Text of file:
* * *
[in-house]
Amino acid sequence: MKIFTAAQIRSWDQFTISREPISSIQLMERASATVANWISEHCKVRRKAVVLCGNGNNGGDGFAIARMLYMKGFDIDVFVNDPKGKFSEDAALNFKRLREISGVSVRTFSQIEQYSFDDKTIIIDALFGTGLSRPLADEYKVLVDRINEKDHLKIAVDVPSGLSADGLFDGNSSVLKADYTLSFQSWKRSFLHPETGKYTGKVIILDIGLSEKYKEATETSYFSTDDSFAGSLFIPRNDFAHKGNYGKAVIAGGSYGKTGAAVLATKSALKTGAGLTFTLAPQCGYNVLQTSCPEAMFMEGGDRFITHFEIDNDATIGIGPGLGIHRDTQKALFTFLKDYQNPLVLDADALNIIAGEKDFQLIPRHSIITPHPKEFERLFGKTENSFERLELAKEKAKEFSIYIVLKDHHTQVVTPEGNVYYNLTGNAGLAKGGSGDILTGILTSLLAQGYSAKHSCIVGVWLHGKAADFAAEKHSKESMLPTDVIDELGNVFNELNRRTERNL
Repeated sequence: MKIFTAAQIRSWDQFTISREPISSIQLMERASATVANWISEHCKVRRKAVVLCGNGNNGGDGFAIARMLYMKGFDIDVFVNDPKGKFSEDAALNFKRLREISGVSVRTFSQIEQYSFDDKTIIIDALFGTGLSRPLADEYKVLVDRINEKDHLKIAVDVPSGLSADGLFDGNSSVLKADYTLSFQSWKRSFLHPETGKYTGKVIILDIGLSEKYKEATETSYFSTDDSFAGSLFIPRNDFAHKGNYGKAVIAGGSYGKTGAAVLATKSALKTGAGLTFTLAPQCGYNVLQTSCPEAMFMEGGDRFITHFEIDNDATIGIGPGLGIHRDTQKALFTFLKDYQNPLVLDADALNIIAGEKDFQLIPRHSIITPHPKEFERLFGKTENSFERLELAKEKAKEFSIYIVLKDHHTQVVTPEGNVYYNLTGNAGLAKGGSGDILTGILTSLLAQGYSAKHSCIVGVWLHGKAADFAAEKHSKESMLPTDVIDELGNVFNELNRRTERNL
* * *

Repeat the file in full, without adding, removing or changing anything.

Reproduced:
[in-house]
Amino acid sequence: MKIFTAAQIRSWDQFTISREPISSIQLMERASATVANWISEHCKVRRKAVVLCGNGNNGGDGFAIARMLYMKGFDIDVFVNDPKGKFSEDAALNFKRLREISGVSVRTFSQIEQYSFDDKTIIIDALFGTGLSRPLADEYKVLVDRINEKDHLKIAVDVPSGLSADGLFDGNSSVLKADYTLSFQSWKRSFLHPETGKYTGKVIILDIGLSEKYKEATETSYFSTDDSFAGSLFIPRNDFAHKGNYGKAVIAGGSYGKTGAAVLATKSALKTGAGLTFTLAPQCGYNVLQTSCPEAMFMEGGDRFITHFEIDNDATIGIGPGLGIHRDTQKALFTFLKDYQNPLVLDADALNIIAGEKDFQLIPRHSIITPHPKEFERLFGKTENSFERLELAKEKAKEFSIYIVLKDHHTQVVTPEGNVYYNLTGNAGLAKGGSGDILTGILTSLLAQGYSAKHSCIVGVWLHGKAADFAAEKHSKESMLPTDVIDELGNVFNELNRRTERNL
Repeated sequence: MKIFTAAQIRSWDQFTISREPISSIQLMERASATVANWISEHCKVRRKAVVLCGNGNNGGDGFAIARMLYMKGFDIDVFVNDPKGKFSEDAALNFKRLREISGVSVRTFSQIEQYSFDDKTIIIDALFGTGLSRPLADEYKVLVDRINEKDHLKIAVDVPSGLSADGLFDGNSSVLKADYTLSFQSWKRSFLHPETGKYTGKVIILDIGLSEKYKEATETSYFSTDDSFAGSLFIPRNDFAHKGNYGKAVIAGGSYGKTGAAVLATKSALKTGAGLTFTLAPQCGYNVLQTSCPEAMFMEGGDRFITHFEIDNDATIGIGPGLGIHRDTQKALFTFLKDYQNPLVLDADALNIIAGEKDFQLIPRHSIITPHPKEFERLFGKTENSFERLELAKEKAKEFSIYIVLKDHHTQVVTPEGNVYYNLTGNAGLAKGGSGDILTGILTSLLAQGYSAKHSCIVGVWLHGKAADFAAEKHSKESMLPTDVIDELGNVFNELNRRTERNL